Thursday, January 17, 2013

Review: Origin by Jessica Khoury

Title: Origin
Author: Jessica Khoury
Series: N/A
Publisher: Razorbill
Release Date: September 4, 2012
ISBN13: 9781595145956
Format: Hardcover, 394 pages
Genre: YA, sci-fi, romance
Source: borrowed from library
Pia has grown up in a secret laboratory hidden deep in the Amazon rain forest. She was raised by a team of scientists who have created her to be the start of a new immortal race. But on the night of her seventeenth birthday, Pia discovers a hole in the electric fence that surrounds her sterile home--and sneaks outside the compound for the first time in her life.

Free in the jungle, Pia meets Eio, a boy from a nearby village. Together, they embark on a race against time to discover the truth about Pia's origin--a truth with deadly consequences that will change their lives forever.

Origin is a beautifully told, shocking new way to look at an age-old desire: to live forever, no matter the cost.
Origin is a story of Pia, a perfect, immortal human created through generations of hard work, discovering how to live life and how much her immortality was worth.

Immortality isn't as controversial of a subject as some others are, mainly because it's basically impossible right now. Everyone's been trying ways to make themselves look younger for a longer period of time, or lengthen their life expectancy, but to live forever is something that scientists have only found in one peculiar species of animals. (Random information about the immortal jelly fish can be found here.) Anyways, the way Jessica Khoury incorporated the setting into her idea was very smart. It's no secret that the Amazon holds countless secrets, so there could very well be the key to cheating death inn the middle of the vast jungle.

However, as much as I admire Khoury's incorporation of the Amazon, I can't help but feel that it was a bit lacking in the world-building department. I want to see, hear, smell, feel, taste the Amazon, and even Little Cam, the research lab. Khoury did do a pretty okay job in the jungle bit, but I didn't fully feel immersed in Pia's world.

Some improvement that could be made? The plot. Things fell really tidily into place, I mean like, really? A hole in the fence right on her seventeenth birthday? How very convenient. As well, lots of things moved a bit too fast, like Pia and Eio's relationship, and Pia's character development. Linger on the details, make it subtle and fleeting. Draw it out. Wreak havoc upon my emotions, please.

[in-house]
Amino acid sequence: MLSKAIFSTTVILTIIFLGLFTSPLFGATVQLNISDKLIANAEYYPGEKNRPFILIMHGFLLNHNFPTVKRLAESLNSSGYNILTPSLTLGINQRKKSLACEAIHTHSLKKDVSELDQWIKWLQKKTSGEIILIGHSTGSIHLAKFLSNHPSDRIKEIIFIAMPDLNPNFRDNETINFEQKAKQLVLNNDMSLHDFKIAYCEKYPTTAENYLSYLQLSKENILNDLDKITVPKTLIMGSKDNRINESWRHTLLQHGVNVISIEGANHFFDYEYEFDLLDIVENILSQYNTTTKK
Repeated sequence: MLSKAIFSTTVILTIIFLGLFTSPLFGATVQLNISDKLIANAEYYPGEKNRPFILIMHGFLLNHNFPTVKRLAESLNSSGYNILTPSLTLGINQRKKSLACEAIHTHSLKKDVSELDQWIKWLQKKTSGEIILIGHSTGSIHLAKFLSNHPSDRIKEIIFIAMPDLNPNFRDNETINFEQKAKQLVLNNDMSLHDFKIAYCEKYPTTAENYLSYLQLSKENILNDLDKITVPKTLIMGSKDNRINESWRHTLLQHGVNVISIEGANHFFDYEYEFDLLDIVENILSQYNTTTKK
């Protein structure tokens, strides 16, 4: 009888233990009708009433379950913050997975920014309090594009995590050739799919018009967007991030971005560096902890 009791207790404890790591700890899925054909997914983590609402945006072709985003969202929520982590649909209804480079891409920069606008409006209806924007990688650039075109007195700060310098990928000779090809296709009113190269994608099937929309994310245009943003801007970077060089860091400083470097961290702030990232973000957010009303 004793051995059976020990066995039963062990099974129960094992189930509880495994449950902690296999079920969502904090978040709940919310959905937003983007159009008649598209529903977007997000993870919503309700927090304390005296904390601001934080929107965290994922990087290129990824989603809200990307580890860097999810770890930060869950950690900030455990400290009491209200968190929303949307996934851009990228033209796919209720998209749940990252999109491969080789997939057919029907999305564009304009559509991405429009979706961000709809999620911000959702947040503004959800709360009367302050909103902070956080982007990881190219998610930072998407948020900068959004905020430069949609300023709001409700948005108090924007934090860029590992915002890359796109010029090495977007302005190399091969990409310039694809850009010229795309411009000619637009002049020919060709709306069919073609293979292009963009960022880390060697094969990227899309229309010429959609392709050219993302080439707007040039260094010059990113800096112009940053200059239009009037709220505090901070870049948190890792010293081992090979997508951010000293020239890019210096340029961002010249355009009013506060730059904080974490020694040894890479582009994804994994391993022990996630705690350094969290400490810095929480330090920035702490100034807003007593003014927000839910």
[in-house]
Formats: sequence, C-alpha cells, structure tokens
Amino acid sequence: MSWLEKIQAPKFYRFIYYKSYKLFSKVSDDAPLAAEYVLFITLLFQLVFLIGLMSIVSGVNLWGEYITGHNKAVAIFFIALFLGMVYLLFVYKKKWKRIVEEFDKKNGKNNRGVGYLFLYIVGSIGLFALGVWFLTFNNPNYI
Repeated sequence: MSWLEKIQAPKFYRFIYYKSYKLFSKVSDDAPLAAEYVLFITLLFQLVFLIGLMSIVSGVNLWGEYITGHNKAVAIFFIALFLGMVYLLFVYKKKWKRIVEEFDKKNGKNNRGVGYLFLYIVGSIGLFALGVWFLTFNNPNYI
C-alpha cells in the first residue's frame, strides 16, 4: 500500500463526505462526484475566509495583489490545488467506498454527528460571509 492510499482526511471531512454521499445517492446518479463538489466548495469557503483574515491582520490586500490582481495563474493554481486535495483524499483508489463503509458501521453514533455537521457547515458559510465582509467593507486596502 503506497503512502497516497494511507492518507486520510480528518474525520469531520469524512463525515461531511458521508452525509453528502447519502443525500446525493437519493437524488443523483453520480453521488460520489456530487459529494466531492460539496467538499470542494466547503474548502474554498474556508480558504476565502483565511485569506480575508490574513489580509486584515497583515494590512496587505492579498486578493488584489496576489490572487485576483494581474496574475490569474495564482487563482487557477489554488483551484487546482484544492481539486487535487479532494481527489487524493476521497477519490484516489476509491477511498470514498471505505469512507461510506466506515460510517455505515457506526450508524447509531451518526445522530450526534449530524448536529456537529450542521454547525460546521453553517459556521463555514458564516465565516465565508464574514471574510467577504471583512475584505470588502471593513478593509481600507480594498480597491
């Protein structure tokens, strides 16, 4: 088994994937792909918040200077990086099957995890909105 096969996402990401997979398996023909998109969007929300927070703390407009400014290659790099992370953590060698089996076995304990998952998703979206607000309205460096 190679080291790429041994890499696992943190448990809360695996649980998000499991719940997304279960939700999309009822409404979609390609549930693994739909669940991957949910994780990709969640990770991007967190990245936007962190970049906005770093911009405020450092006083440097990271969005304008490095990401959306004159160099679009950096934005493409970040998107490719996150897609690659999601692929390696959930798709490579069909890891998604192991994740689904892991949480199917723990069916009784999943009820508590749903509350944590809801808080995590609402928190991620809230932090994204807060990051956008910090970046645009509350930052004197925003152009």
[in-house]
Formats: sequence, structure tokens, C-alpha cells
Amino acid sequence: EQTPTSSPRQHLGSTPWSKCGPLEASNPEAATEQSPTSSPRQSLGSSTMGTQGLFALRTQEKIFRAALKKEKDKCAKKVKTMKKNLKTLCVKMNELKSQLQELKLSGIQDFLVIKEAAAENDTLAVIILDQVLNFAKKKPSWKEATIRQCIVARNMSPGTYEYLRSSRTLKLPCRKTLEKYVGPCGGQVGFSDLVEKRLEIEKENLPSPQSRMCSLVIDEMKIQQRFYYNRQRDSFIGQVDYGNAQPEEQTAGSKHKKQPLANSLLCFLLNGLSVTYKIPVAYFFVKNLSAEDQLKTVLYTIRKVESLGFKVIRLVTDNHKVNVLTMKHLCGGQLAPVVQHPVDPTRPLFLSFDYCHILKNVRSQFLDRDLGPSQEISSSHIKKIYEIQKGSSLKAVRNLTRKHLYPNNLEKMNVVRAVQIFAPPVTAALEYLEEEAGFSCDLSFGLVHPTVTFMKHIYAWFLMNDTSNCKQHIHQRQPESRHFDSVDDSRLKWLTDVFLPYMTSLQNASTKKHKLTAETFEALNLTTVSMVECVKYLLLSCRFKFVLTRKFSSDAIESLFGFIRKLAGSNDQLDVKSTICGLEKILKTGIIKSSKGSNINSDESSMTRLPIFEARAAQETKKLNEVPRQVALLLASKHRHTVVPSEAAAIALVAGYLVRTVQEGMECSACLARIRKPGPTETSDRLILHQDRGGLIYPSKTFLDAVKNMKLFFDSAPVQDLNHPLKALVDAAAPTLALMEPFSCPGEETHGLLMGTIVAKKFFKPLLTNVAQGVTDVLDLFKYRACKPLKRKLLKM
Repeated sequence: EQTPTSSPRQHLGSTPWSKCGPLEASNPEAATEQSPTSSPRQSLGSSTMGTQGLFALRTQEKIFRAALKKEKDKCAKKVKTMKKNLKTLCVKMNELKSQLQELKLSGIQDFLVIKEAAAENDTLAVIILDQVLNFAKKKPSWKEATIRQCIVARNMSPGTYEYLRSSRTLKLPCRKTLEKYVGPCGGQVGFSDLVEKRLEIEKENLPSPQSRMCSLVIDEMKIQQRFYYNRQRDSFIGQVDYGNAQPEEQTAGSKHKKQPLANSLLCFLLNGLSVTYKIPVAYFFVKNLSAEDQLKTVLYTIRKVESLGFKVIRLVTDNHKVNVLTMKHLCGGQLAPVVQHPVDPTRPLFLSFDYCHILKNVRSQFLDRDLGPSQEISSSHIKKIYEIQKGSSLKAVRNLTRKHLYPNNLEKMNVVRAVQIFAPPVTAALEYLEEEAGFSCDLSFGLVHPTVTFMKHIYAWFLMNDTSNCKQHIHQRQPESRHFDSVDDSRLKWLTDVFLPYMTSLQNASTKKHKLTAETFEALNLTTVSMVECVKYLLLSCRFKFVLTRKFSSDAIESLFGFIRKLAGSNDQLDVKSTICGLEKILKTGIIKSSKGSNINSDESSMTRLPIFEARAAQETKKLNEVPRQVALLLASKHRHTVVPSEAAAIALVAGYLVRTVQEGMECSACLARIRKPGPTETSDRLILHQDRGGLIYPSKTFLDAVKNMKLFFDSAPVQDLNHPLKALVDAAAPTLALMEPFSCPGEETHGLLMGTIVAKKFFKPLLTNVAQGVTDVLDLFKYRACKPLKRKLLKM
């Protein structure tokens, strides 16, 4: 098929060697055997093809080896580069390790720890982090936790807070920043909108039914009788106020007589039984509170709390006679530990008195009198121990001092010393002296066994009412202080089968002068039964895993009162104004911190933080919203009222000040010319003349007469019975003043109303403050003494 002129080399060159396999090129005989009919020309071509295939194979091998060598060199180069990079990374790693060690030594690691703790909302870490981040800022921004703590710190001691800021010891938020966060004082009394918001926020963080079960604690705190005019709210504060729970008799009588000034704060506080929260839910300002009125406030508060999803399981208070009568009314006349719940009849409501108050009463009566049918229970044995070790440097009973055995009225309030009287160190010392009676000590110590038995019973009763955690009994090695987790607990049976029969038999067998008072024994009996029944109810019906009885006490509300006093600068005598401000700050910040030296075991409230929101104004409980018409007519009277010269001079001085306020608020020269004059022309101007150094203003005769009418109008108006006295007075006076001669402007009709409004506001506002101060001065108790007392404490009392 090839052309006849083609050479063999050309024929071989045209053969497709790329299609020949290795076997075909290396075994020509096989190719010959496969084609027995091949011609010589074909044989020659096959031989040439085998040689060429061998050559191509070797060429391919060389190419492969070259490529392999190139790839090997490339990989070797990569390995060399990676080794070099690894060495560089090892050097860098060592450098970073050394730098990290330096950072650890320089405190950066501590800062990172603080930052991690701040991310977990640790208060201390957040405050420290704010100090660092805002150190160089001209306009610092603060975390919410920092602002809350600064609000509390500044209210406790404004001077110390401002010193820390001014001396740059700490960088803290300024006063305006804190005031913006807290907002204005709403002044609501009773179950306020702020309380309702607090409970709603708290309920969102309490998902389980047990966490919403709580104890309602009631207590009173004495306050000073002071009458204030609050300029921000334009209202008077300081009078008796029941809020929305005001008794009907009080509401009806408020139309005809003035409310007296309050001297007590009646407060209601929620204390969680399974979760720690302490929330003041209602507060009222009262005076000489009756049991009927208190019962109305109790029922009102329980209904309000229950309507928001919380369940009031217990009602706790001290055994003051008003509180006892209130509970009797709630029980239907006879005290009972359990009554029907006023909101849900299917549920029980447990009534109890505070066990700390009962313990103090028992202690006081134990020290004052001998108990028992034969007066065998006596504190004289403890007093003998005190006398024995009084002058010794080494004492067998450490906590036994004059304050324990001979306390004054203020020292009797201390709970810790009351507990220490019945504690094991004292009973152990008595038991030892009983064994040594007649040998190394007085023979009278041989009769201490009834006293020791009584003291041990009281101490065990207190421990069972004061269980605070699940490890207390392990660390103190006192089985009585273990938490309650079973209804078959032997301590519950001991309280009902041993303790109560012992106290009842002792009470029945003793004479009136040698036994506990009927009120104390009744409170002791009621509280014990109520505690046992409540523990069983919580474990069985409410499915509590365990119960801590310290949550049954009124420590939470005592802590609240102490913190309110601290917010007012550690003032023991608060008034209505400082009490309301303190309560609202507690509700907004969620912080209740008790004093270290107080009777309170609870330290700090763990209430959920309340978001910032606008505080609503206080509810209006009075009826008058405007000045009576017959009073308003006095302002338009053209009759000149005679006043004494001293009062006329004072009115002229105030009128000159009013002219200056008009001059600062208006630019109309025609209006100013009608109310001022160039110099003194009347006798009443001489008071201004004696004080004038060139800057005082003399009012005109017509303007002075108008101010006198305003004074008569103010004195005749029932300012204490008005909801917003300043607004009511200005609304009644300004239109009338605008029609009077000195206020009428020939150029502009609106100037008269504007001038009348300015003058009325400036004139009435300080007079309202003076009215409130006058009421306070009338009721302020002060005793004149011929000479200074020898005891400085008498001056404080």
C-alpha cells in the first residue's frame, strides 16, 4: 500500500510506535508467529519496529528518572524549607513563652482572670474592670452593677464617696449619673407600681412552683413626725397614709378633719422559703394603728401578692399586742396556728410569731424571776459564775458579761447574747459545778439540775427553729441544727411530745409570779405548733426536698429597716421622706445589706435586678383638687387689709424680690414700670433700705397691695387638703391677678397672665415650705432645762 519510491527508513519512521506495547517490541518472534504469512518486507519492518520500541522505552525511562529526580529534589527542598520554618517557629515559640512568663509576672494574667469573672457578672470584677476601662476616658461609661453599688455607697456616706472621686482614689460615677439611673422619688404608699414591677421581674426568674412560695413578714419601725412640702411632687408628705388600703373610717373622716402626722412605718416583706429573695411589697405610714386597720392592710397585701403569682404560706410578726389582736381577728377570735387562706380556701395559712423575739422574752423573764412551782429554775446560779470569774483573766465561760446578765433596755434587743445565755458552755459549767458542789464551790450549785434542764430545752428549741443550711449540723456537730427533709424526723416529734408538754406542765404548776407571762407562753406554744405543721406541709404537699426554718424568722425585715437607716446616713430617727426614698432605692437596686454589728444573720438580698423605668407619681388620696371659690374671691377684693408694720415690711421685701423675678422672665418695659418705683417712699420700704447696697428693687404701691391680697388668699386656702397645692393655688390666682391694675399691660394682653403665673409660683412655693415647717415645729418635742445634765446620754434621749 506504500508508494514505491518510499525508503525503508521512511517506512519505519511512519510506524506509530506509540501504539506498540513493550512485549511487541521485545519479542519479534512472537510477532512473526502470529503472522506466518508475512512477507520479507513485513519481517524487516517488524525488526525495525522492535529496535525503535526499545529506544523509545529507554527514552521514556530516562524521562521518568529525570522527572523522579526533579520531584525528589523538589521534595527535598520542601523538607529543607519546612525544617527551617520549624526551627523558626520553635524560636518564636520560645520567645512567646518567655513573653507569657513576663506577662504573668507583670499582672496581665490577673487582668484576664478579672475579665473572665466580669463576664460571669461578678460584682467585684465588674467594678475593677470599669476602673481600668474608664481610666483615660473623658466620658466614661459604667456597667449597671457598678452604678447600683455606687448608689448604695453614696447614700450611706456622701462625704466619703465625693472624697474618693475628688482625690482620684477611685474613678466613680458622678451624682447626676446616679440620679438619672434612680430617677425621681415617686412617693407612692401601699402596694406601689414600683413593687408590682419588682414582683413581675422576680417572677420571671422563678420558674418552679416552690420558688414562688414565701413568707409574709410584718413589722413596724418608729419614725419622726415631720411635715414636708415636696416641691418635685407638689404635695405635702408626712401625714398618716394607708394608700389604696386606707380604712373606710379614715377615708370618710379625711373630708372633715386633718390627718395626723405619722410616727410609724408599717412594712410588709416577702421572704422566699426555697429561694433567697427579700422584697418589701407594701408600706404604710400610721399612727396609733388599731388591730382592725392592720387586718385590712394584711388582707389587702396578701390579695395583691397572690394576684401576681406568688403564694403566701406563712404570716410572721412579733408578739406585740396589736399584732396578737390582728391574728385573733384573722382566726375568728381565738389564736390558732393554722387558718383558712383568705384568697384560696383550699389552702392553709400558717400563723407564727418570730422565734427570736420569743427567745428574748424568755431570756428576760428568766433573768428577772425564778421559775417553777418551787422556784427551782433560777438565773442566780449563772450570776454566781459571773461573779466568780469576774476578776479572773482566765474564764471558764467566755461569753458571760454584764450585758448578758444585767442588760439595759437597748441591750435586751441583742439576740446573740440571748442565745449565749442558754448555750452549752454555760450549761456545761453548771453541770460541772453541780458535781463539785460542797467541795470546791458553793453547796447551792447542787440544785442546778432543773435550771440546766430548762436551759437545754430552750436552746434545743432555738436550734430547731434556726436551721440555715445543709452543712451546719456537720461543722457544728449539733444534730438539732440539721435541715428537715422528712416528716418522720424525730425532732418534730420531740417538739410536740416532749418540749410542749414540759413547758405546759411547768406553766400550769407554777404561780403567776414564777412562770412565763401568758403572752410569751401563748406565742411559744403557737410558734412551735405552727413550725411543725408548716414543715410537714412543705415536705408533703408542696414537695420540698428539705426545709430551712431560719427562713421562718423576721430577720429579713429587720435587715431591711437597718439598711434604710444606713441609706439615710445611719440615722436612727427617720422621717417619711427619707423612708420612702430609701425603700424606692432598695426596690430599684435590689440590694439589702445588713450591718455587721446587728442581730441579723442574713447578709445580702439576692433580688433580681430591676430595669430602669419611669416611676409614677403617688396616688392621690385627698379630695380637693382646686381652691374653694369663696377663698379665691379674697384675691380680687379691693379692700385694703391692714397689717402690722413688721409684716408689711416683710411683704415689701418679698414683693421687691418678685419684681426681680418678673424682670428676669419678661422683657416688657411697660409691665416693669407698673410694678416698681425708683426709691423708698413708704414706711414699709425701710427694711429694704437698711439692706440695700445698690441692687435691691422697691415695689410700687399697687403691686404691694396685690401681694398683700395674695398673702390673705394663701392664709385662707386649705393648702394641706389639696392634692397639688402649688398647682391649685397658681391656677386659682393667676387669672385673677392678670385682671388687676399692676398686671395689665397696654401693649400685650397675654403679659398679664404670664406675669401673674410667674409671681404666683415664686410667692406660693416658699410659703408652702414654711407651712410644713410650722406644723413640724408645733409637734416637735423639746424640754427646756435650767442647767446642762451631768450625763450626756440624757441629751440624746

As for the characters, they truly weren't bad. Pia did come off as a bit rude from time to time, but I want to cut her some slack because she genuinely didn't have the sort of upbringing that'd allow her to learn the sort of interaction that we use in our world. That sort of skill was perceived as next to useless at Little Cam. Nevertheless, I found Pia's narrative quite refreshing, and new, because of the environment she grew up in. However, I felt like I didn't connect all that much with Eio, her male counterpart. Maybe it was because there was less of him in the story? Perhaps, but it could very well be a good thing, since the romance wouldn't overwhelm the story and swallow it up. NOM. One character who did stand out more than Eio, however, was Aunt Harriet (spoiler alert: she's not Pia's aunt), a.k.a. Dr. Klutz. It was Harriet who taught Pia to act like a teenager, who sneaked her out of the lab to see Eio, who's doing all this despite the danger it poses to her job. This time, I'm not cheering for a dude in the story. I am whole-heartedly Team Harriet. With a dash of sass.

To tie things up, Origin had an intriguing idea, a fantastically chosen setting, and a wonderful cast of characters. While Origin didn't blow my mind (I wanted more expansion on the sci-fi), I enjoyed reading it very much, and found it to be a stunning debut from Khoury.

The Declaration by Gemma Malley - This one has been around for a while, so you definitely should check it out. In a world where immortality is the norm, a few rumours about how it's bad is certainly going to stir up some arguements . . .
Beta by Rachel Cohn - A girl created in a lab, taught to do one thing in life. Similar, but still different.
False Memory by Dan Krokos - A bunch of scientists come together and pretty much create a new human race? Yes, please.
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